On October 24, 2017, INTL FCStone Financial Inc. submitted a judgment order and an order directing the trustee to carry out the requirements of the judgment. On October 24, 2017, the trustee filed an objection to INTL FCStone Financial’s motion, and on November 8, 2017, INTL FCStone Financial filed its reply. The parties appeared before the District Court on November 28, 2017 to address all pending motions. INTL FCStone Financial requested immediate payment of funds due based on the August 14, 2017 ruling in its favor, however the trustee requested that the distribution of those reserve funds be held in abeyance pending his final appeal to the United States Supreme Court.
We have determined that losses related to the trustee’s appeal are neither probable nor reasonably possible.
Our assessments are based on estimates and assumptions that have been deemed reasonable by management, but that may later prove to be incomplete or inaccurate, and unanticipated events and circumstances may occur that might cause us to change those estimates and assumptions.
Item 4. Mine Safety Disclosures
Not applicable.

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PART II
Item 5. Market for Registrant’s Common Equity, Related Stockholder Matters and Issuer Purchases of Equity Securities
Our common stock is listed on The NASDAQ Stock Market LLC (“NASDAQ”) under the symbol ‘INTL’. Our common stock trades on the NASDAQ Global Select Market. As of September 30, 2017, there were approximately 334 registered holders of record of our common stock. The high and low sales prices per share of our common stock for each full quarterly period during fiscal 2017 and 2016 were as follows:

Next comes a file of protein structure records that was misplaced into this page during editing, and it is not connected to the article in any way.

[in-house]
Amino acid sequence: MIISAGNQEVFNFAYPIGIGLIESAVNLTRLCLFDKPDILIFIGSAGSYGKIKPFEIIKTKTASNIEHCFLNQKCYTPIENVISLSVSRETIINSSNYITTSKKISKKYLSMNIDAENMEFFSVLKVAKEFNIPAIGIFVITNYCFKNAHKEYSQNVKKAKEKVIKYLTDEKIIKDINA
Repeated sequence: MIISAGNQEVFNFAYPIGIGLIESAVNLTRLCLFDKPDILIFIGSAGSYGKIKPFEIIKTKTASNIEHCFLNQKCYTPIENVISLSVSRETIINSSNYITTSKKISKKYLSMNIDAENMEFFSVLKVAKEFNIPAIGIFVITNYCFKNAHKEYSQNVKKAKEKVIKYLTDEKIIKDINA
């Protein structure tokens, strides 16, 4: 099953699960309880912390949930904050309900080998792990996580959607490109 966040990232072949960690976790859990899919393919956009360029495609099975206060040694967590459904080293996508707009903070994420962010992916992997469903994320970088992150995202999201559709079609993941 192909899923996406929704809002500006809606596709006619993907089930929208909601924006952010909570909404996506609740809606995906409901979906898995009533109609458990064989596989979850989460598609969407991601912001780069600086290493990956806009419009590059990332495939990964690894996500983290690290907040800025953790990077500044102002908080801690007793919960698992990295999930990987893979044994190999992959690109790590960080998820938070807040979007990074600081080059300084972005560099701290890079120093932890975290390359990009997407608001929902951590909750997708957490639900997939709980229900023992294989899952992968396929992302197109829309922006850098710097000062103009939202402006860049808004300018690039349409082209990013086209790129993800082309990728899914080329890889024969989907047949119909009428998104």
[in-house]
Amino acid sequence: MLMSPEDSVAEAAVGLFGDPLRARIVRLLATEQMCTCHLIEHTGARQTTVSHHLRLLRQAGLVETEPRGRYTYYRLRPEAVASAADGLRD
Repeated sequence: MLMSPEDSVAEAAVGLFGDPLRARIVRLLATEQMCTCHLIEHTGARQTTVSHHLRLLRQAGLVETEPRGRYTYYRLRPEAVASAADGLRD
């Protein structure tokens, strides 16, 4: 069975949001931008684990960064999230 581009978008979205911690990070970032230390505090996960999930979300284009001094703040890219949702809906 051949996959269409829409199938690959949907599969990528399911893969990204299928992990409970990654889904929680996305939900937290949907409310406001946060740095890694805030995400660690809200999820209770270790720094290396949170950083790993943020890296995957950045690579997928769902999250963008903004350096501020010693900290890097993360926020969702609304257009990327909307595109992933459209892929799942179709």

Price Range
 
 
High
 
Low
2017:
 
 
 
 
 
Fourth Quarter
$
39.71

 
$
33.11

 
Third Quarter
$
39.37

 
$
33.45

 
Second Quarter
$
41.10

 
$
35.75

 
First Quarter
$
44.71

 
$
34.61

2016:
 
 
 
 
 
Fourth Quarter
$
39.48

 
$
26.38

 
Third Quarter
$
28.64

 
$
25.17

 
Second Quarter
$
32.67

 
$
24.87

 
First Quarter
$
36.02

 
$
25.15

http://api.tenkwizard.com/cgi/image?quest=1&rid=23&ipage=11939230&doc=21
We have never declared any cash dividends on our common stock, and do not currently have any plans to pay dividends on our common stock. The payment of cash dividends in the future is subject to the discretion of the Board of Directors and will depend on our earnings, financial condition, capital requirements, contractual restrictions and other relevant factors. Our credit agreements currently prohibit the payment of cash dividends by us.